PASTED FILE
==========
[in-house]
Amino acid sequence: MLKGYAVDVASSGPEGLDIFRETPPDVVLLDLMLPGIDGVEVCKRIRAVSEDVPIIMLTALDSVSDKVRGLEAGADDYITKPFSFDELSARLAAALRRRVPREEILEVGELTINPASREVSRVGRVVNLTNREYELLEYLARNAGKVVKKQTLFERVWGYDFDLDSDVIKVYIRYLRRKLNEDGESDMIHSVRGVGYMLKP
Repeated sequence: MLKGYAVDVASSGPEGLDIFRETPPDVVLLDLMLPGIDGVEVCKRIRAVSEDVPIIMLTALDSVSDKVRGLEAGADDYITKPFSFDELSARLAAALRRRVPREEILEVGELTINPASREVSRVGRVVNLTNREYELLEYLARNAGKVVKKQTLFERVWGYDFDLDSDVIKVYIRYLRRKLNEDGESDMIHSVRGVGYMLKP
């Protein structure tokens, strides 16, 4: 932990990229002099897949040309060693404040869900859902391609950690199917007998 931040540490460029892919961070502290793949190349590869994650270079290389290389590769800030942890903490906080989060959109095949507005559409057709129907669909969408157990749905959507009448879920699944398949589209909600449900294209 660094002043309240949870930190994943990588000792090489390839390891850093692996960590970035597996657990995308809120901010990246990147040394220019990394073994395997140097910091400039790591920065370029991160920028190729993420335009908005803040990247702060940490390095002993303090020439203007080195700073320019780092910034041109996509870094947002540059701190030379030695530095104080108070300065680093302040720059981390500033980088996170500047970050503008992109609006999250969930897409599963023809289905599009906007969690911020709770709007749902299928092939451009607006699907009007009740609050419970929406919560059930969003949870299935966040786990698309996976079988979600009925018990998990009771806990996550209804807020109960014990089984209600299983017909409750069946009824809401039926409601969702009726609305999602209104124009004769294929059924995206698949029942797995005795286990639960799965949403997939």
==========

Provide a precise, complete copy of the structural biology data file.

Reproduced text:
[in-house]
Amino acid sequence: MLKGYAVDVASSGPEGLDIFRETPPDVVLLDLMLPGIDGVEVCKRIRAVSEDVPIIMLTALDSVSDKVRGLEAGADDYITKPFSFDELSARLAAALRRRVPREEILEVGELTINPASREVSRVGRVVNLTNREYELLEYLARNAGKVVKKQTLFERVWGYDFDLDSDVIKVYIRYLRRKLNEDGESDMIHSVRGVGYMLKP
Repeated sequence: MLKGYAVDVASSGPEGLDIFRETPPDVVLLDLMLPGIDGVEVCKRIRAVSEDVPIIMLTALDSVSDKVRGLEAGADDYITKPFSFDELSARLAAALRRRVPREEILEVGELTINPASREVSRVGRVVNLTNREYELLEYLARNAGKVVKKQTLFERVWGYDFDLDSDVIKVYIRYLRRKLNEDGESDMIHSVRGVGYMLKP
């Protein structure tokens, strides 16, 4: 932990990229002099897949040309060693404040869900859902391609950690199917007998 931040540490460029892919961070502290793949190349590869994650270079290389290389590769800030942890903490906080989060959109095949507005559409057709129907669909969408157990749905959507009448879920699944398949589209909600449900294209 660094002043309240949870930190994943990588000792090489390839390891850093692996960590970035597996657990995308809120901010990246990147040394220019990394073994395997140097910091400039790591920065370029991160920028190729993420335009908005803040990247702060940490390095002993303090020439203007080195700073320019780092910034041109996509870094947002540059701190030379030695530095104080108070300065680093302040720059981390500033980088996170500047970050503008992109609006999250969930897409599963023809289905599009906007969690911020709770709007749902299928092939451009607006699907009007009740609050419970929406919560059930969003949870299935966040786990698309996976079988979600009925018990998990009771806990996550209804807020109960014990089984209600299983017909409750069946009824809401039926409601969702009726609305999602209104124009004769294929059924995206698949029942797995005795286990639960799965949403997939």